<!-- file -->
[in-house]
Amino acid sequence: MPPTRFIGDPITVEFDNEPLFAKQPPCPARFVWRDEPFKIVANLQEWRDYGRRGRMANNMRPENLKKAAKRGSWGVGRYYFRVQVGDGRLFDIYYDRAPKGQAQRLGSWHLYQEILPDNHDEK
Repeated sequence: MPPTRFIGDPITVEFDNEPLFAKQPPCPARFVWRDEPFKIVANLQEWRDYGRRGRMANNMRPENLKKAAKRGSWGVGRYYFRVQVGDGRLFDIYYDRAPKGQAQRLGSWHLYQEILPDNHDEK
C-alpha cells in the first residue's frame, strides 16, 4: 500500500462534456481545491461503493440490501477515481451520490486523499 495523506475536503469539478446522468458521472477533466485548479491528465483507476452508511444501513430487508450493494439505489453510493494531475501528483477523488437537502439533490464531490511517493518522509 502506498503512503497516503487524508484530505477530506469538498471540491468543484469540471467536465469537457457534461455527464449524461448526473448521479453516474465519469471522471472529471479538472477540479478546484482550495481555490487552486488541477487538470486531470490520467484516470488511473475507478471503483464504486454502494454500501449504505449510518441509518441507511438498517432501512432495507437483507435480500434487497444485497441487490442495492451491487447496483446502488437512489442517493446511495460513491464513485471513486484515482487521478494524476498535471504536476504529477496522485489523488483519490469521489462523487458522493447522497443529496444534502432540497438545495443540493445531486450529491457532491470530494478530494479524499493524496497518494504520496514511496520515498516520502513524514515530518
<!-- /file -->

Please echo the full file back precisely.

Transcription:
[in-house]
Amino acid sequence: MPPTRFIGDPITVEFDNEPLFAKQPPCPARFVWRDEPFKIVANLQEWRDYGRRGRMANNMRPENLKKAAKRGSWGVGRYYFRVQVGDGRLFDIYYDRAPKGQAQRLGSWHLYQEILPDNHDEK
Repeated sequence: MPPTRFIGDPITVEFDNEPLFAKQPPCPARFVWRDEPFKIVANLQEWRDYGRRGRMANNMRPENLKKAAKRGSWGVGRYYFRVQVGDGRLFDIYYDRAPKGQAQRLGSWHLYQEILPDNHDEK
C-alpha cells in the first residue's frame, strides 16, 4: 500500500462534456481545491461503493440490501477515481451520490486523499 495523506475536503469539478446522468458521472477533466485548479491528465483507476452508511444501513430487508450493494439505489453510493494531475501528483477523488437537502439533490464531490511517493518522509 502506498503512503497516503487524508484530505477530506469538498471540491468543484469540471467536465469537457457534461455527464449524461448526473448521479453516474465519469471522471472529471479538472477540479478546484482550495481555490487552486488541477487538470486531470490520467484516470488511473475507478471503483464504486454502494454500501449504505449510518441509518441507511438498517432501512432495507437483507435480500434487497444485497441487490442495492451491487447496483446502488437512489442517493446511495460513491464513485471513486484515482487521478494524476498535471504536476504529477496522485489523488483519490469521489462523487458522493447522497443529496444534502432540497438545495443540493445531486450529491457532491470530494478530494479524499493524496497518494504520496514511496520515498516520502513524514515530518